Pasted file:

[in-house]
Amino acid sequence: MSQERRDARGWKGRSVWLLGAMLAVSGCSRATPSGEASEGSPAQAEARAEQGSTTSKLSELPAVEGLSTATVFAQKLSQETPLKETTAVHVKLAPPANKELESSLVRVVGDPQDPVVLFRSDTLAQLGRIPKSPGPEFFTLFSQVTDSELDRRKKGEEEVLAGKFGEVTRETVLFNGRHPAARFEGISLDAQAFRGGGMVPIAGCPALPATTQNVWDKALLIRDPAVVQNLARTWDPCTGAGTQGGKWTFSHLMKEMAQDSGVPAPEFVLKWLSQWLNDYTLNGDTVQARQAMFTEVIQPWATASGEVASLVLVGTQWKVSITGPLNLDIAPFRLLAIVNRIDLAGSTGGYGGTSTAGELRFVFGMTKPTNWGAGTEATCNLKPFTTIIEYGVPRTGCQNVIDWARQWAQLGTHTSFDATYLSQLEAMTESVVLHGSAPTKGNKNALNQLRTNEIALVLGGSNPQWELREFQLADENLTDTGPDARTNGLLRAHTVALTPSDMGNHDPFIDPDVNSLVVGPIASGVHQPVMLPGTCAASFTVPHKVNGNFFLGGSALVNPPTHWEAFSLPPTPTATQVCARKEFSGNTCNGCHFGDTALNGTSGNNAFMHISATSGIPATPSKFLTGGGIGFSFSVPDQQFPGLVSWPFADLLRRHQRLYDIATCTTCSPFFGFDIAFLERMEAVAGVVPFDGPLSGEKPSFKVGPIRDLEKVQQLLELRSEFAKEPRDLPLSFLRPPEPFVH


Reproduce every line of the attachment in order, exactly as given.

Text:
[in-house]
Amino acid sequence: MSQERRDARGWKGRSVWLLGAMLAVSGCSRATPSGEASEGSPAQAEARAEQGSTTSKLSELPAVEGLSTATVFAQKLSQETPLKETTAVHVKLAPPANKELESSLVRVVGDPQDPVVLFRSDTLAQLGRIPKSPGPEFFTLFSQVTDSELDRRKKGEEEVLAGKFGEVTRETVLFNGRHPAARFEGISLDAQAFRGGGMVPIAGCPALPATTQNVWDKALLIRDPAVVQNLARTWDPCTGAGTQGGKWTFSHLMKEMAQDSGVPAPEFVLKWLSQWLNDYTLNGDTVQARQAMFTEVIQPWATASGEVASLVLVGTQWKVSITGPLNLDIAPFRLLAIVNRIDLAGSTGGYGGTSTAGELRFVFGMTKPTNWGAGTEATCNLKPFTTIIEYGVPRTGCQNVIDWARQWAQLGTHTSFDATYLSQLEAMTESVVLHGSAPTKGNKNALNQLRTNEIALVLGGSNPQWELREFQLADENLTDTGPDARTNGLLRAHTVALTPSDMGNHDPFIDPDVNSLVVGPIASGVHQPVMLPGTCAASFTVPHKVNGNFFLGGSALVNPPTHWEAFSLPPTPTATQVCARKEFSGNTCNGCHFGDTALNGTSGNNAFMHISATSGIPATPSKFLTGGGIGFSFSVPDQQFPGLVSWPFADLLRRHQRLYDIATCTTCSPFFGFDIAFLERMEAVAGVVPFDGPLSGEKPSFKVGPIRDLEKVQQLLELRSEFAKEPRDLPLSFLRPPEPFVH